Every Massachusetts community aspired to have a town hall and public library of architectural distinction. The Nahant Civic Historic District has fine examples of each, plus a handsome commercial block of the same period. The intersection of Nahant Road and Pleasant Street has been the focus of public life in this town since the early nineteenth century. The Nahant Public Library began as a private subscription library founded in 1819, which was transferred to town ownership in 1872, making it one of the earliest public libraries in the commonwealth. Having been housed in school buildings and the town hall, the library finally achieved its own home in 1895, when the handsome granite building (15 Pleasant Street) by Ball and Dabney was dedicated. Ernest Bowditch laid out the grounds. The Post Office Block (332 Nahant Road), a Colonial Revival frame structure articulated by slender pilasters, was constructed in 1900–1901 on land owned by Francis H. Johnson, who was active in real estate development in Nahant. Here the post office still remains; the original grocery store replaced by a convenience store. When the first town hall (1868) became too small, the town appointed a committee to consider remodeling or constructing a new building. They consulted the architectural firm of Andrews, Jaques and Rantoul, who recommended a new building, which they subsequently designed in 1912. The town hall (334 Nahant Road), built of buff brick and cast stone, follows the common patterns of the Colonial Revival, in contrast to the English allusions of the library across Pleasant Street. These two relatively unaltered structures continue to serve their original functions.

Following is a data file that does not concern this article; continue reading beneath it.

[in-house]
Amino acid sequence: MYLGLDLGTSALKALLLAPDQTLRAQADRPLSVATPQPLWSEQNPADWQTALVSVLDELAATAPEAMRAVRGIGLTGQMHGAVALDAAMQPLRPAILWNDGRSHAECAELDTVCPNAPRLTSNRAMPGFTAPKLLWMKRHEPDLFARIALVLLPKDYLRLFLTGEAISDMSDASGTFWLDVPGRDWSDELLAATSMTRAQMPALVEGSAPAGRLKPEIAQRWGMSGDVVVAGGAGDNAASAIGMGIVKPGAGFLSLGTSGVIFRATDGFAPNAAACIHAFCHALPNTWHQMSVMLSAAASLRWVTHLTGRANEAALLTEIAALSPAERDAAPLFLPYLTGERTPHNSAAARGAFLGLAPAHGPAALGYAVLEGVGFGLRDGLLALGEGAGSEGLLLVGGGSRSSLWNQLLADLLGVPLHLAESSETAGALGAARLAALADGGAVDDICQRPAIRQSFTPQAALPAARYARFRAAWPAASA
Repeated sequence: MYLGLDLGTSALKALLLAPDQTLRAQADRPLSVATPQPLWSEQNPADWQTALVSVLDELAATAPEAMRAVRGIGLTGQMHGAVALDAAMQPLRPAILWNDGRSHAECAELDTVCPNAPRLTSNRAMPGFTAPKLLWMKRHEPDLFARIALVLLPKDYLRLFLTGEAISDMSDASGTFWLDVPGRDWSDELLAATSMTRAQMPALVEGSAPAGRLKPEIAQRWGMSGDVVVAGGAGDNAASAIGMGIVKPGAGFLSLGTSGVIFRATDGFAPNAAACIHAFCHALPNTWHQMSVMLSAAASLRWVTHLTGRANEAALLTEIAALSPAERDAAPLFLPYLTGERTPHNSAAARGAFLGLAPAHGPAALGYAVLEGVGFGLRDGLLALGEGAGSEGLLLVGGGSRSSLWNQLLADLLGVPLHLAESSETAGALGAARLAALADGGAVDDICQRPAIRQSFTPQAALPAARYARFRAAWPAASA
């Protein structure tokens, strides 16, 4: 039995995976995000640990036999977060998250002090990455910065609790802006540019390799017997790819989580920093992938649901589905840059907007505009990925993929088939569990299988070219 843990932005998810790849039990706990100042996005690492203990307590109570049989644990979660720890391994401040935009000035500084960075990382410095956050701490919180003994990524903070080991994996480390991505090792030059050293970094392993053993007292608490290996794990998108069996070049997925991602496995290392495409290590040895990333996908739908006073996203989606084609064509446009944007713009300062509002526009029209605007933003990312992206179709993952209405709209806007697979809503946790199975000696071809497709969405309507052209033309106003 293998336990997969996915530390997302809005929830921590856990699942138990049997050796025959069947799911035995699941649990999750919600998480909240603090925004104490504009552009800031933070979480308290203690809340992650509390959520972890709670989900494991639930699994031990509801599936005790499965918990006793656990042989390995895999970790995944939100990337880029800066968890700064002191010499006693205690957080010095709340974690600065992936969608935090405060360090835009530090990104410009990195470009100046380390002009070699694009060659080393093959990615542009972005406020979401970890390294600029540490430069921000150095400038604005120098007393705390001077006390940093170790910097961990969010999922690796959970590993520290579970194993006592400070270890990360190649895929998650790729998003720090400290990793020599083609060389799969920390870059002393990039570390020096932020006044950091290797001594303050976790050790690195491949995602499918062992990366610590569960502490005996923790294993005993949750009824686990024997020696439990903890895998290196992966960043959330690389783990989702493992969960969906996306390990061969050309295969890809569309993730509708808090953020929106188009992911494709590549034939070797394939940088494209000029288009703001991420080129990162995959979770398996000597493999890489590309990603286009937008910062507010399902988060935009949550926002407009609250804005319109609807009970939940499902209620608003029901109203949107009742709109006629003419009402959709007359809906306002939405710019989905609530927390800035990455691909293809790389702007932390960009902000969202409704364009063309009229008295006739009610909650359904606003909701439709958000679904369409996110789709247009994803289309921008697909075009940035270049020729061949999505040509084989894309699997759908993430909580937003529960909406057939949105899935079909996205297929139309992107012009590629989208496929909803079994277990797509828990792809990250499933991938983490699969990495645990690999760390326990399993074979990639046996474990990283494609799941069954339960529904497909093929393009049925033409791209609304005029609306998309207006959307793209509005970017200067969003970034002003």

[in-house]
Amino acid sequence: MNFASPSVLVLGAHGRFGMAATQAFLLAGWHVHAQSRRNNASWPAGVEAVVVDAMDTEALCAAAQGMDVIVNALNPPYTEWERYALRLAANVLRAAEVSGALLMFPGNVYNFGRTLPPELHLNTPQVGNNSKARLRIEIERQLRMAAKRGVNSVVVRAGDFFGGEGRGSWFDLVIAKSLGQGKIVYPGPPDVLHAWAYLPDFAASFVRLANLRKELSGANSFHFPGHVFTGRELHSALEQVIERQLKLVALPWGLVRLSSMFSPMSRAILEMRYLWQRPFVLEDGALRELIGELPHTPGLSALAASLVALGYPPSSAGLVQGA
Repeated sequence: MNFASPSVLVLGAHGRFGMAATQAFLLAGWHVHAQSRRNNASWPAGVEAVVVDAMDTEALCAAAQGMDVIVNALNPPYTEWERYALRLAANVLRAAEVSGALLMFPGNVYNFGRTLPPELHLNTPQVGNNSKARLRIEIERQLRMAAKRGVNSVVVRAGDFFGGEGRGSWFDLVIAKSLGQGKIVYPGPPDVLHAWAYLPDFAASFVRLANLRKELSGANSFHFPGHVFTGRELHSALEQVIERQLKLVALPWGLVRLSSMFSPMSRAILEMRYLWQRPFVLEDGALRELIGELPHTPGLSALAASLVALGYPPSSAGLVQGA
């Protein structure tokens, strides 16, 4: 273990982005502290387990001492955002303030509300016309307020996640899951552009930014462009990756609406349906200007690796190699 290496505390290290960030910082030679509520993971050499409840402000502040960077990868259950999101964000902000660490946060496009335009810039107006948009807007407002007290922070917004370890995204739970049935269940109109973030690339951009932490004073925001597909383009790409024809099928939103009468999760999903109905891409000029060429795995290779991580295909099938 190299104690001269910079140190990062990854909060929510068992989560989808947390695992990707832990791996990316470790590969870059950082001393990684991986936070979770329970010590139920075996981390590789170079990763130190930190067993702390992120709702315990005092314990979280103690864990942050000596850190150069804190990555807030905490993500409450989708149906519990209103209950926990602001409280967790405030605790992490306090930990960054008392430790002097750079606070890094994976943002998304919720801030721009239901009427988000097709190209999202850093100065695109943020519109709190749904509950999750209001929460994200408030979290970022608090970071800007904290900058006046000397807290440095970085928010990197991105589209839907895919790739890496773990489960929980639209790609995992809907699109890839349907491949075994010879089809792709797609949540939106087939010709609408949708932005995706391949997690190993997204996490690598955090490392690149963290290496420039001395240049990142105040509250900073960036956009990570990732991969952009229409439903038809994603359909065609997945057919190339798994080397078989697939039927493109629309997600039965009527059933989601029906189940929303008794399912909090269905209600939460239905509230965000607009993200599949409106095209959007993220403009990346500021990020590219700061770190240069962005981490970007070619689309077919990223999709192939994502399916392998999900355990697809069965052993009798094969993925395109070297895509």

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Nahant Civic Historic District
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